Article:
• 2018-07
  • 2018-10
  • 2018-11
  • 2019-04
  • 2019-05
  • In order to investigate the properties of HEL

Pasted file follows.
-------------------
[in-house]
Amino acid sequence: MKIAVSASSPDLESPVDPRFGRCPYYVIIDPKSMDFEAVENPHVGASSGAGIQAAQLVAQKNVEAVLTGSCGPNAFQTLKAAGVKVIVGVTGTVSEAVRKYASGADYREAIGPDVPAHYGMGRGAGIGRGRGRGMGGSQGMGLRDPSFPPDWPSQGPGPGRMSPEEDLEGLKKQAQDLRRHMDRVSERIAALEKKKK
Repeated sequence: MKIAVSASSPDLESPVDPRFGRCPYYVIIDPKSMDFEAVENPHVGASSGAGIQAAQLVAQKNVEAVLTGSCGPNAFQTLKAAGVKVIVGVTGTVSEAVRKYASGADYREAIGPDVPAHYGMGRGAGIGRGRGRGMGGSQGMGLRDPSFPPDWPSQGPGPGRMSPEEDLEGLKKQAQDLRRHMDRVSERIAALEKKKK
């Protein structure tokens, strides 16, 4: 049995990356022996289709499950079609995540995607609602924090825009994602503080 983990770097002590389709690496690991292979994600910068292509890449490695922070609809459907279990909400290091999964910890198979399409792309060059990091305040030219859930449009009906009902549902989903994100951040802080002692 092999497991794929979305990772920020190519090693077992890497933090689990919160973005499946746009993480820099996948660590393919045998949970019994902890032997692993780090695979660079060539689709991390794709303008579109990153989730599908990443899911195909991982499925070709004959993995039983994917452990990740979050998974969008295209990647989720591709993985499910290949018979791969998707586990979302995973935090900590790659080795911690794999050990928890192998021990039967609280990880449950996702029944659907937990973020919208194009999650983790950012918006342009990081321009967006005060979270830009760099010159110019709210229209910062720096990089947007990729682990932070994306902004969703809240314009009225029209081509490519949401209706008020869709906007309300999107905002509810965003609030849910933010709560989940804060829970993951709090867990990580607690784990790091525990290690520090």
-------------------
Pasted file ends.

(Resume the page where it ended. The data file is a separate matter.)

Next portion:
In order to investigate the properties of HEL of alumina under shocked loading, the HELs of tested alumina were plotted against the thicknesses of samples in Fig. 4. It is found that HEL of alumina decreases with the increase in sample thickness, which is termed as the elastic precursor decay. This phenomenon is considered to be similar to the phenomenon of size effect of other brittle materials, such as concrete and rock, namely the strength of brittle material decreases with the increase in its volume. However, the physical mechanism of this phenomenon is very complex and no complete satisfactory Tedizolid HCl exists presently. A simpler model has been proposed to describe the size effect of brittle materials under compressionwhere Y is the dynamic yield strength of material, D is the volume of sample, and A0, A1, and k are positive parameters. k is determined to be 0.4 for brittle materials [19]. In the present paper, Y is related to σH through the well-known relationwhere D can be represented as πr2h. Because v and r are constants, Eq. (3) can be rewritten as A0 and B can be determined to be 3.04 and 3.84, respectively, by fitting the experimental data shown in Fig. 4. Murray et al. [4] studied this phenomenon in three grades of alumina through the stress–time measurements, and showed that the precursor decay effect was the greatest in the low purity aluminas. However, the further analysis [20] revealed that this phenomenon was probably a measurement artifact, resulting from the relatively slow response time of mangan in gauge. Obviously, the data obtained in our experiments did not support this point of view, which showed an apparent decay in HEL with the increase in sample thickness. VISAR is a non-contact technique without measurement errors existing in stress measurement, so it can be deduced that this phenomenon is an essential characteristic of the alumina under shock loading. The HEL is known as a point of transition from elastic response to inelastic response, so the phenomenon of elastic precursor decay should be studied combined with the failure mechanism of shocked alumina. The previous works reported that cracking, dislocation activity and twinning were observed in shock-loaded alumina, even when the peak-shock stress is less than the magnitude of HEL [21–27]. In authors\' opinion, the failure process occurring below HEL may play the dominant role in the phenomenon of elastic precursor decay. As is known to all, the evolution process of cracking or plasticity is an energy dissipation process essentially. In the region behind the elastic precursor wave, the preexisting microdetects act as stress concentrators and provide the nucleation sites for damage evolution, which dissipate the elastic energy. Thus, the longer distance the elastic wave passes through, the more elastic energy will be dissipated, which causes the amplitude of elastic wave decay. From the free surface velocity profiles, we can also observe the apparent recompressive wave signals which are marked by dashed line in Fig. 5. This phenomenon is interpreted as a failure wave. It follows from consideration of the time–distance diagram shown in Fig. 5 that the failure waves meet the unloading waves reflected from the free surfaces of the samples with different thicknesses at the distance and time , as determined by Eq. (5) Here, the longitudinal wave velocity cl in the sample is assumed to be a constant during wave propagation. The arrival time t1 of failure waves can be obtained from the free surface velocity profiles. The failure wave trajectories for the four samples with 4, 6, 8 and 10 mm in thickness are obtained by the Eq. (5) mentioned above as shown in Fig. 6. It can be seen from Fig. 6 that the four points locate just on a straight line in a good approximation, which can be fitted well by a linear equation between the time [t(µm)] and distance [x(mm)] as follows From Eq. (6), it can also be seen that there exists an initial delay time for the failure wave on the impact surface, which is about 0.105 µs. This delay failure mechanism is considered to be related to the evolution of microdetects under impact loading, such as microcracks growth and accumulation, etc., which was discussed in our earlier works [13].